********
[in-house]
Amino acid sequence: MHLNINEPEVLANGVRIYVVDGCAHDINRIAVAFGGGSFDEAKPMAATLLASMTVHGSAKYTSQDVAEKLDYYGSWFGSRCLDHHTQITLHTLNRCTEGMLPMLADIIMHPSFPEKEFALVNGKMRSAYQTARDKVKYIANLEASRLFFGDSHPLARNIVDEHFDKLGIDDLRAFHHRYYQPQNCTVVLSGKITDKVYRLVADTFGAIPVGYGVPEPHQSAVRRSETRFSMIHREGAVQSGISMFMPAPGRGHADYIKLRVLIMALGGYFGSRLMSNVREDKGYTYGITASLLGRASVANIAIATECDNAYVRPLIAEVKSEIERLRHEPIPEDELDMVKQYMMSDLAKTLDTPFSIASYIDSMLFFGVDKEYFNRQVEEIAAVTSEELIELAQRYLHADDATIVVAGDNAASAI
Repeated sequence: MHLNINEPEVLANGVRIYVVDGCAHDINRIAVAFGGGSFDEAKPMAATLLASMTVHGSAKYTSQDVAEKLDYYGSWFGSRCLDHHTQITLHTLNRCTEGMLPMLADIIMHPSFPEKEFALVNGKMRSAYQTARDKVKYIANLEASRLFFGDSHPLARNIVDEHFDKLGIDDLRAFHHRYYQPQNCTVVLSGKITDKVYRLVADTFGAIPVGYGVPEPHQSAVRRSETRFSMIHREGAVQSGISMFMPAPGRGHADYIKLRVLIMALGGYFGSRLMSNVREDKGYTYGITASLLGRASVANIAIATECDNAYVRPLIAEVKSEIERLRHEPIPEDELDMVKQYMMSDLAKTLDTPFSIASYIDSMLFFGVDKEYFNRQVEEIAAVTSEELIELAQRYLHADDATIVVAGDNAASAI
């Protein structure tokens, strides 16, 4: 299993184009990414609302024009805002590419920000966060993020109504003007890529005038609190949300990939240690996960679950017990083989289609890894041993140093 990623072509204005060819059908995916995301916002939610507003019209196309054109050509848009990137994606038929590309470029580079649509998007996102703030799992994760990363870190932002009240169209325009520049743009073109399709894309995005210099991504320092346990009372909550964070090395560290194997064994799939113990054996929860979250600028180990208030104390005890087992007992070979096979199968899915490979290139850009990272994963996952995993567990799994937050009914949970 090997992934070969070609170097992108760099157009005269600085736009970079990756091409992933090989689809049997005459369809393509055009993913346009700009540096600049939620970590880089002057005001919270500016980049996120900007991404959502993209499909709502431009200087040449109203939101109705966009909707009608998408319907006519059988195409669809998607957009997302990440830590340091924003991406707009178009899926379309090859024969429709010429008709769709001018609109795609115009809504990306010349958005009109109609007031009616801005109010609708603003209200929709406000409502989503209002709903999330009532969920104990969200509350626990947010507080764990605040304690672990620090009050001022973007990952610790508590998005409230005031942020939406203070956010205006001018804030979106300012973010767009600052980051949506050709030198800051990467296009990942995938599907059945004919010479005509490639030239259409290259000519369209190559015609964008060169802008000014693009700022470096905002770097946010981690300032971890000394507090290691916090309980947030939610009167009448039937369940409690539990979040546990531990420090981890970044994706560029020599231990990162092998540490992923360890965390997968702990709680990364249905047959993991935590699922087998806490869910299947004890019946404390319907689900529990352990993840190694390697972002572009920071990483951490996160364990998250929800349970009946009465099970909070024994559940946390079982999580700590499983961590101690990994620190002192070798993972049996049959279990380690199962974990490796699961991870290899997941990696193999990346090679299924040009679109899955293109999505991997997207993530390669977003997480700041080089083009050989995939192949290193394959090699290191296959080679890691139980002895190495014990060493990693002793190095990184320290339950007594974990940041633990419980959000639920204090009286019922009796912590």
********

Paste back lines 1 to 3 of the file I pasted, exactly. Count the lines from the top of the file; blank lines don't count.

[in-house]
Amino acid sequence: MHLNINEPEVLANGVRIYVVDGCAHDINRIAVAFGGGSFDEAKPMAATLLASMTVHGSAKYTSQDVAEKLDYYGSWFGSRCLDHHTQITLHTLNRCTEGMLPMLADIIMHPSFPEKEFALVNGKMRSAYQTARDKVKYIANLEASRLFFGDSHPLARNIVDEHFDKLGIDDLRAFHHRYYQPQNCTVVLSGKITDKVYRLVADTFGAIPVGYGVPEPHQSAVRRSETRFSMIHREGAVQSGISMFMPAPGRGHADYIKLRVLIMALGGYFGSRLMSNVREDKGYTYGITASLLGRASVANIAIATECDNAYVRPLIAEVKSEIERLRHEPIPEDELDMVKQYMMSDLAKTLDTPFSIASYIDSMLFFGVDKEYFNRQVEEIAAVTSEELIELAQRYLHADDATIVVAGDNAASAI
Repeated sequence: MHLNINEPEVLANGVRIYVVDGCAHDINRIAVAFGGGSFDEAKPMAATLLASMTVHGSAKYTSQDVAEKLDYYGSWFGSRCLDHHTQITLHTLNRCTEGMLPMLADIIMHPSFPEKEFALVNGKMRSAYQTARDKVKYIANLEASRLFFGDSHPLARNIVDEHFDKLGIDDLRAFHHRYYQPQNCTVVLSGKITDKVYRLVADTFGAIPVGYGVPEPHQSAVRRSETRFSMIHREGAVQSGISMFMPAPGRGHADYIKLRVLIMALGGYFGSRLMSNVREDKGYTYGITASLLGRASVANIAIATECDNAYVRPLIAEVKSEIERLRHEPIPEDELDMVKQYMMSDLAKTLDTPFSIASYIDSMLFFGVDKEYFNRQVEEIAAVTSEELIELAQRYLHADDATIVVAGDNAASAI